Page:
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I’m pretty sure Holt still believed that “child” was a useful distinction for a person with a protected status. He just didn’t think it should be based on age. If people want to stay children after 18, protected from having to work but also having no right to vote, perhaps they should be able to. And if a young person wants to accept adult responsibilities and rights earlier than others would, what right do others have to prevent them? I’m confident there’s a way we can protect the innocent and empower the bold and responsible regardless of age.

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I find this view interesting, but can't find any reference to it in his work. Source?

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Jul 22, 2023Liked by Brendon Marotta

In “Escape From Childhood” Holt says he resists using the word “liberation” because he doesn’t believe all children want freedom. If children prefer their captivity, let them have it, he says. However, if a child wants to escape, they should be allowed to. Furthermore, if after having escaped, they want to go back to captivity, they should be allowed to return. He doesn’t give any age cutoff for this. There is an interview he did alongside Farson where he extrapolates on that idea at the beginning and it’s up on YT. (https://youtu.be/i64OJ7w8B2c) They both seem to agree.

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Interesting. I'm more sympathetic to that view.

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Jul 19, 2023·edited Jul 19, 2023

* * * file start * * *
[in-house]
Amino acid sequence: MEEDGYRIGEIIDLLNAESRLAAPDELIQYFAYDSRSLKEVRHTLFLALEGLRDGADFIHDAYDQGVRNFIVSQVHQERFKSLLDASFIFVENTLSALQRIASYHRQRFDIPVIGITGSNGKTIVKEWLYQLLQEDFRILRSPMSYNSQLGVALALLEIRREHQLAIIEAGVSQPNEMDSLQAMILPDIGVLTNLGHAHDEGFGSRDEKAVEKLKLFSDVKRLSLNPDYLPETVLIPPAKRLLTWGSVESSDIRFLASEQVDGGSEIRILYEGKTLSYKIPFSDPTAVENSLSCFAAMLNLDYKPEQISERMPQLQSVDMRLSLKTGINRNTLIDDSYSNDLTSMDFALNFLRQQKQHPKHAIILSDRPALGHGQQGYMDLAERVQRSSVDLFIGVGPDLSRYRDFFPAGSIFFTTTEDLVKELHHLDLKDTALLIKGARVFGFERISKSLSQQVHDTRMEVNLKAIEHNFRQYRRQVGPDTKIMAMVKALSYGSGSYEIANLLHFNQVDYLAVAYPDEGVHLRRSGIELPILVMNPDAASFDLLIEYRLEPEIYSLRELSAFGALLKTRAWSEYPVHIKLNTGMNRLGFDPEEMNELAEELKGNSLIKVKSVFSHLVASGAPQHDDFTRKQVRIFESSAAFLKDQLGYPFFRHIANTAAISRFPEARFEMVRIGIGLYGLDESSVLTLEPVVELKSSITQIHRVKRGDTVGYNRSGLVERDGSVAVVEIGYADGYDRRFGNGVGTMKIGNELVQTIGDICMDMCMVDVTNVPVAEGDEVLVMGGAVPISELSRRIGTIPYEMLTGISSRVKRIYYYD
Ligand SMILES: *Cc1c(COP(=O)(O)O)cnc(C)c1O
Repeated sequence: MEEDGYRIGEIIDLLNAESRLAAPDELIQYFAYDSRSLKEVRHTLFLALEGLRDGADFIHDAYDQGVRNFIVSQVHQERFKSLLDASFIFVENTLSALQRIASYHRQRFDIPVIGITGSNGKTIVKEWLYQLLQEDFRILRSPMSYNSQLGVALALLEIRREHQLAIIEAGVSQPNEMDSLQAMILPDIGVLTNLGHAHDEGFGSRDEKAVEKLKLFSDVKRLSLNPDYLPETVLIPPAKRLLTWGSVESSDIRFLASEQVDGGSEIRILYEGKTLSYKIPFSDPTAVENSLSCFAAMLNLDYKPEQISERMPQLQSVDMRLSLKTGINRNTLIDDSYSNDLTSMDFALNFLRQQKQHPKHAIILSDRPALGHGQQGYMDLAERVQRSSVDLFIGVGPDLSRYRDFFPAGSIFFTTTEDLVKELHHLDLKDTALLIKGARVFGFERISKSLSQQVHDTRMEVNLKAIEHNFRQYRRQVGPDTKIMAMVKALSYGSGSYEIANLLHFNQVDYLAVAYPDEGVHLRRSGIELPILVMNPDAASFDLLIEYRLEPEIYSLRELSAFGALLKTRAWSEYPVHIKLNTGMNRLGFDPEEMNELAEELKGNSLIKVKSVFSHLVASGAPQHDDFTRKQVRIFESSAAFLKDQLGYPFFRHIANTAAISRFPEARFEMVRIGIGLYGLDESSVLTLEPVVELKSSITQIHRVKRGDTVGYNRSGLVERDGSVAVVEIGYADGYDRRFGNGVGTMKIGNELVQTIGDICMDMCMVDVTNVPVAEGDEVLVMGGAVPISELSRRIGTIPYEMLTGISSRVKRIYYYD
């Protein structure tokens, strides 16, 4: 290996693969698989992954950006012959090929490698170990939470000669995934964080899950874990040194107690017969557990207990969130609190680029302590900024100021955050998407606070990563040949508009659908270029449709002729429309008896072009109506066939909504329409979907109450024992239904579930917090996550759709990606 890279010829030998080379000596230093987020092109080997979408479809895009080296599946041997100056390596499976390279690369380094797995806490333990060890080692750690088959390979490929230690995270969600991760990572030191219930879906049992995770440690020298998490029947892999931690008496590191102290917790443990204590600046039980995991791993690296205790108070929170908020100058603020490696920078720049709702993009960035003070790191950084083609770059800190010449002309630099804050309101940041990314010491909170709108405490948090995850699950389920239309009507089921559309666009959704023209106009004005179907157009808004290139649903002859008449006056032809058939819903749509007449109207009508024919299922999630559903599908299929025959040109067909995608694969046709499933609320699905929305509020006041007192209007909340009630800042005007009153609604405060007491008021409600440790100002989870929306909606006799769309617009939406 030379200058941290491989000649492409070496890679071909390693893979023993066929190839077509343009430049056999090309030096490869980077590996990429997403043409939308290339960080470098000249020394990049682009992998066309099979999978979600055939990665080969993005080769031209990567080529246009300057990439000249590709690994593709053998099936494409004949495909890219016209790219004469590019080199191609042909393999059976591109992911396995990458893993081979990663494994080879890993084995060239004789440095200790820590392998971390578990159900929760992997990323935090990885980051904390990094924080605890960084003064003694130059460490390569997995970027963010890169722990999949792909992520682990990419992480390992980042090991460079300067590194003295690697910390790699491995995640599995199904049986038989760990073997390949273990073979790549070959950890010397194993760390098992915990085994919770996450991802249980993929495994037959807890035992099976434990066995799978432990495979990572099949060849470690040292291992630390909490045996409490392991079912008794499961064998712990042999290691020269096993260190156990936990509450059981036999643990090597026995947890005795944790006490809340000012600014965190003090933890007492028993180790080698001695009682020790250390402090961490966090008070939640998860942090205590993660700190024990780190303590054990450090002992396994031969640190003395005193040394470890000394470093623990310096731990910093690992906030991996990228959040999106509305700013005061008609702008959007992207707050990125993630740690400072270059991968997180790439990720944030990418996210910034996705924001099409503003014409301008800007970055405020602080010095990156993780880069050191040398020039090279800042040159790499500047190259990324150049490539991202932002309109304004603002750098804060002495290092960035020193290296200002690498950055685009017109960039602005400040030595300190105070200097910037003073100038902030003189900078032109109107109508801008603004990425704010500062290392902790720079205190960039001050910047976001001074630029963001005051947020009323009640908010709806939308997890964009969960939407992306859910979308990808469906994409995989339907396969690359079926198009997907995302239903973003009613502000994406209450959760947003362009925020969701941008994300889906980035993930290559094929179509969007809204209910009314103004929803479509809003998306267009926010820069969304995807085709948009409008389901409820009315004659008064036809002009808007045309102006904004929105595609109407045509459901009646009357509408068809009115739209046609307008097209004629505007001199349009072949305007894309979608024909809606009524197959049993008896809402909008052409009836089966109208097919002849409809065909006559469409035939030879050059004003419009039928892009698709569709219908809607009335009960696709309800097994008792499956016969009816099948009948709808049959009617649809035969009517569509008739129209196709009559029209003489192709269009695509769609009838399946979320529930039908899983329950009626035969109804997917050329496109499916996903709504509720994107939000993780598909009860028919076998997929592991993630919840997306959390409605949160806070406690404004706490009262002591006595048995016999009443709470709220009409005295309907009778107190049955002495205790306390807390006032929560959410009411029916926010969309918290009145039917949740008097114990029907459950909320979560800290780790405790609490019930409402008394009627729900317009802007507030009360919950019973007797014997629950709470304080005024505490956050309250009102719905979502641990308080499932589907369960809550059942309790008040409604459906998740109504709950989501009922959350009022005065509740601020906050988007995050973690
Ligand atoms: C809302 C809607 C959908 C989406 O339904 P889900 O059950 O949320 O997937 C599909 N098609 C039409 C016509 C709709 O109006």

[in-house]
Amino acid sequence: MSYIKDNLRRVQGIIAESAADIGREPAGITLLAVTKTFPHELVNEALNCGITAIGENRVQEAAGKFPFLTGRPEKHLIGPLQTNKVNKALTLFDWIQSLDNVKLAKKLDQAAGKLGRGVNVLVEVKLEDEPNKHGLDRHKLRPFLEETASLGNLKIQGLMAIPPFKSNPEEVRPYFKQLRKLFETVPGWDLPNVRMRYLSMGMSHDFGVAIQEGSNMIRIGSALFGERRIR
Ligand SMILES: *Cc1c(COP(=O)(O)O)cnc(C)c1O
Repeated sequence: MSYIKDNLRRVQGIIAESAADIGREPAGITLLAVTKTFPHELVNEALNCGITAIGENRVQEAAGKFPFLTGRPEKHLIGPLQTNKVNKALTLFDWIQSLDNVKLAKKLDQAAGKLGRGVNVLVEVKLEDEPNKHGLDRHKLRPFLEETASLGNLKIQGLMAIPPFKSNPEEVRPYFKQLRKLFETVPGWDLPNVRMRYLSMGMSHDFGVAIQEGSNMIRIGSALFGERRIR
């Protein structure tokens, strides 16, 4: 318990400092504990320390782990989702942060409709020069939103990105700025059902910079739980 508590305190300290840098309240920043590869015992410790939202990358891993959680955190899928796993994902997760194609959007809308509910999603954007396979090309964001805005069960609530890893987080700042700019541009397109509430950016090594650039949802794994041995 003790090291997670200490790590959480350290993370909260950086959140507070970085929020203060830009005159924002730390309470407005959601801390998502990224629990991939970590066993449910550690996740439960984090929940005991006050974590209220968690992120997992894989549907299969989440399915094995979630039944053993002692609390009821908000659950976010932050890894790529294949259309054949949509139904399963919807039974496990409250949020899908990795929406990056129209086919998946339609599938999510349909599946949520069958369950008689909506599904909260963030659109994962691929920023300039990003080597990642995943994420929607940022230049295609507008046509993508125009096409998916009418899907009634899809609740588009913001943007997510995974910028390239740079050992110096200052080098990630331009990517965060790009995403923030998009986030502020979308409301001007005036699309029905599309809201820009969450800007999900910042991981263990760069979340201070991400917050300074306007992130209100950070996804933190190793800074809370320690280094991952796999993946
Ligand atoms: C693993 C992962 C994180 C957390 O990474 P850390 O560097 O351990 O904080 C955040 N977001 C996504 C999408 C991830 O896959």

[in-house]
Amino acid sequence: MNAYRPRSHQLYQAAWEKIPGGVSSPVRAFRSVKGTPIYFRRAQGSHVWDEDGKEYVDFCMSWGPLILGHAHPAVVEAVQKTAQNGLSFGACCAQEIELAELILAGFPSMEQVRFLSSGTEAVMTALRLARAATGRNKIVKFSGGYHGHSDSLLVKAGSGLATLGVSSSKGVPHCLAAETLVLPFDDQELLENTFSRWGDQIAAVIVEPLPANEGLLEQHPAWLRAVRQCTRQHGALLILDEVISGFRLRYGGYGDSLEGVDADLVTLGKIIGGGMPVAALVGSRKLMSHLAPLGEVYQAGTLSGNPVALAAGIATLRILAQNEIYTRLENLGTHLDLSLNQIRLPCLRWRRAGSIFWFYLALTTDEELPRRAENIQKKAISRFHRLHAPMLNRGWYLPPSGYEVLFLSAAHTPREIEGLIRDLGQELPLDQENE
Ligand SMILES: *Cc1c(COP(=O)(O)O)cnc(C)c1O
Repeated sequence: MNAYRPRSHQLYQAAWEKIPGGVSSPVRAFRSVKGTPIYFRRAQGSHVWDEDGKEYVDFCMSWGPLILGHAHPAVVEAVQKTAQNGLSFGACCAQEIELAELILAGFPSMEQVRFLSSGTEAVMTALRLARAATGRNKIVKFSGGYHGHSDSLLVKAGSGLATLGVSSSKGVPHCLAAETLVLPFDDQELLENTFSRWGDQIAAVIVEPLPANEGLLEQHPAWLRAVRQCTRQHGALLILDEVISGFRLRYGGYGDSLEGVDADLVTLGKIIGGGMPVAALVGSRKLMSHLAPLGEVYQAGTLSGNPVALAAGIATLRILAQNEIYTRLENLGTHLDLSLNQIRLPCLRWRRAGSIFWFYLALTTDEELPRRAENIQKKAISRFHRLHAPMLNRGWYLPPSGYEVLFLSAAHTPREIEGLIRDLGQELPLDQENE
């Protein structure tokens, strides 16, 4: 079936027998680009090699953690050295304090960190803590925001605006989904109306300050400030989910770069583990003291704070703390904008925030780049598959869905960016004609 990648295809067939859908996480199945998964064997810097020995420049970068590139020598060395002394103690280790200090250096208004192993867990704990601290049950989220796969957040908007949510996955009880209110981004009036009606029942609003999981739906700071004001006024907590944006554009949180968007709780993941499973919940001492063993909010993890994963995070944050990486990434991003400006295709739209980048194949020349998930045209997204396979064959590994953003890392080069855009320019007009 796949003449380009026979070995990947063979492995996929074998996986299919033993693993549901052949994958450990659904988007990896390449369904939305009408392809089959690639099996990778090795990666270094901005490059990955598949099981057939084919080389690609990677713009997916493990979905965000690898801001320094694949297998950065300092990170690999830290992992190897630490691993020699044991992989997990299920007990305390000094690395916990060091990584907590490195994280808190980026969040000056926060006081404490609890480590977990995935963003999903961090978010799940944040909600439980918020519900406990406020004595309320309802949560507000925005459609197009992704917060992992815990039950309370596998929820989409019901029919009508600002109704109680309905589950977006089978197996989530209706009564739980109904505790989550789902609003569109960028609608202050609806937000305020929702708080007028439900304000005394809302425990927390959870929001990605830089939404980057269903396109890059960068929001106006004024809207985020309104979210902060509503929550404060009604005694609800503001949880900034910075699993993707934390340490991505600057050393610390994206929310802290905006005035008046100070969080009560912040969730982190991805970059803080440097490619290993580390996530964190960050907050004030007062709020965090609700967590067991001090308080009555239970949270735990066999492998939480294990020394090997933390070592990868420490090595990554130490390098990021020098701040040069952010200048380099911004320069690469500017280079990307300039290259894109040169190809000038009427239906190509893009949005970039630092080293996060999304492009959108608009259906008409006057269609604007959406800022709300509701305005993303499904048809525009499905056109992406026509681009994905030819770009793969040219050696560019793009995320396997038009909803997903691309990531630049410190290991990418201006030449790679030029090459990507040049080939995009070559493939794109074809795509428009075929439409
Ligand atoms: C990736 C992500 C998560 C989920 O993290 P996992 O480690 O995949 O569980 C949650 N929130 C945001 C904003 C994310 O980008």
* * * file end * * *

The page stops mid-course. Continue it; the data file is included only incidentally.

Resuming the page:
Apparently this puts me in disagreement with awful people on, I imagine, the internet, but I don't think "other people not being punished for having sex with you" even approaches being a right, especially with how few under-18 demographics actually want this at all, whereas it's no projection to say that many minors of different ages want to escape difficult living situations or to make choices like reading a valueless book at 1 AM, for instance. Laws against having sex with children punish adults, not children. Drugs are typically illegal. Driving is also more a privilege than a right. However, I want to see more long-distance bike/walking trails. These already exist, and to grow up near one is to grow up with the hope and leverage of awareness of ineradicable recourse. Social media is killer on young people's mental health, but who can blame them for using it, when they're not offered anything that matters or any source of agency other than the very equal-opportunity act of yelling at people on Twitter? Long-distance trails reward physical competence with agency. They create a relationship between the self and the world that is mediated by no one else. On the other hand, social media offers very real power, if you think of the right moves. In the real world today, teenagers do run away, and get kicked out, and take refuge in queer communes, which are easy to find online, and some of them do get exploited. To have "real" power to avoid exploitation would be to have better options. To have better options seems like a major anti-capitalist-exploitation project. Child labor laws are to clean up a mess that capitalism made, and they also add endless problems for young people's agency or power in a capitalism-dominated society, for which solutions are antithetical to the structure of capitalism. Unfortunately, I'm not the most optimistic that we can have a leftist utopia anytime soon and without damage to something else. Something short-term in the vein of women's shelters or youth hostels would be a good step. The other route that seems viable is that the same institutions that supposedly prevent abuse from running rampant in the home (homes being tiny dictatorships and all) could be directed towards alternatives chosen by young people. I think forcibly returning a kid to an unwanted home or institution is an injustice that, at best, is the result of a rough world. We can't necessarily cure cancer, but we can say that it's unfair and undesirable.

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